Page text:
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Tuesday, August 3, 2021

Christians begin 40-day fasting period

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Catholic faithful from all over the world have begun a 40- day fasting period commonly known as ‘Lent’ as a way of atoning for their sins.

Lent is a solemn religious observance in the Christian liturgical calendar that ends approximately six weeks on Holy Thursday, the memorial of the Lord’s supper the Thursday of Holy Week before Easter Sunday.

During the period, Christians spiritually prepare for Holy Week when they remember Jesus’ death, and Easter when they celebrate Jesus’ resurrection. 

Lent is a period that includes prayer, fasting and almsgiving and the beginning is normally marked by celebrating ‘Ash Wednesday’.

The ashes are prepared by burning palm leaves from the previous year’s Palm Sunday celebrations. Ashes were used in the past to express grief.

Clergy all over the world dispense the ashes while making the sign of the cross on the bowed foreheads before them. 

As they “impose” or “dispense” the ashes, priests, deacons, Bishops, Cardinals and the Pope reminds each Christian of Genesis 3:19: “For dust you are and to dust, you shall return.”

During the Lenten period, Catholics abstain from eating meat especially on Friday. This should be done on Ash Wednesday and Good Friday as are all Fridays during Lent.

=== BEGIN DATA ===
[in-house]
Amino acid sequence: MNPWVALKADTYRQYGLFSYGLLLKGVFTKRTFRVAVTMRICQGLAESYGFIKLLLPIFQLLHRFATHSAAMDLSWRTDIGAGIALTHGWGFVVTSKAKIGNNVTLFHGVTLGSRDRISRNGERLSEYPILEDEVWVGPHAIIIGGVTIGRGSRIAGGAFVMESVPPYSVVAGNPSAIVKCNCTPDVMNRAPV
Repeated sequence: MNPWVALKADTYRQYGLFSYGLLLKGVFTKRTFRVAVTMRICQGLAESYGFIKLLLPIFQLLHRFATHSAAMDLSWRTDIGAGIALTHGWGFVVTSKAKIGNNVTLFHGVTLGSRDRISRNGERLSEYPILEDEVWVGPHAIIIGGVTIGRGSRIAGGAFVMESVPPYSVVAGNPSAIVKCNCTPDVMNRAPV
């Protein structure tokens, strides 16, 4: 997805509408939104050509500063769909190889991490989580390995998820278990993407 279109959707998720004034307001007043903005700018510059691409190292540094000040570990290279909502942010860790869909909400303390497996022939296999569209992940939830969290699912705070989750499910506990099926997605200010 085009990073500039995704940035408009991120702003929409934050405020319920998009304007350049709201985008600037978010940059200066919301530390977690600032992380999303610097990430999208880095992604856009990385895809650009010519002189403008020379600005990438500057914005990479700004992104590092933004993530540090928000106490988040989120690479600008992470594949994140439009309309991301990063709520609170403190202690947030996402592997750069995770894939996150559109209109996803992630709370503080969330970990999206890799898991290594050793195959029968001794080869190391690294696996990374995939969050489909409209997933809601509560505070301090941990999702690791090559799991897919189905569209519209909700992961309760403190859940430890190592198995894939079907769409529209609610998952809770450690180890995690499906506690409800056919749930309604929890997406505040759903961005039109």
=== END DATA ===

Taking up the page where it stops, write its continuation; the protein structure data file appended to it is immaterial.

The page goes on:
The practice is taken from biblical books. For instance, according to Samuel 13:19, when Tamar was raped by her half-brother, “she sprinkled ashes on her head, tore her robe, and with her face buried in her hands went away crying”.

This gesture was also used to express sorrow for sins and faults.

Jesus is also quoted as speaking of the practice in Matthew 11:21 and Luke 10:13:

“If the mighty works done in you had been done in Tyre and Sidon, they would have repented long ago (sitting) in sackcloth and ashes.”

Last week, Pope Francis said Lent is a time for hope despite the uncertainties, and to care for those who suffer or feel abandoned and fearful because of the Covid-19 pandemic.

“Love is a gift that gives meaning to our lives,” Francis wrote in his Lenten message for 2021.

“It enables us to view those in need as members of our own family, as friends, brothers or sisters. A small amount, if given with love, never ends, but becomes a source of life and happiness.”

According to the Crux, Pope Francis asked priests to take special anti-COVID-19 precautions this year when distributing ashes on Ash Wednesday.

He asked the priests to consider sprinkling ashes on the top of people’s heads rather than using them to make a cross on the forehead.

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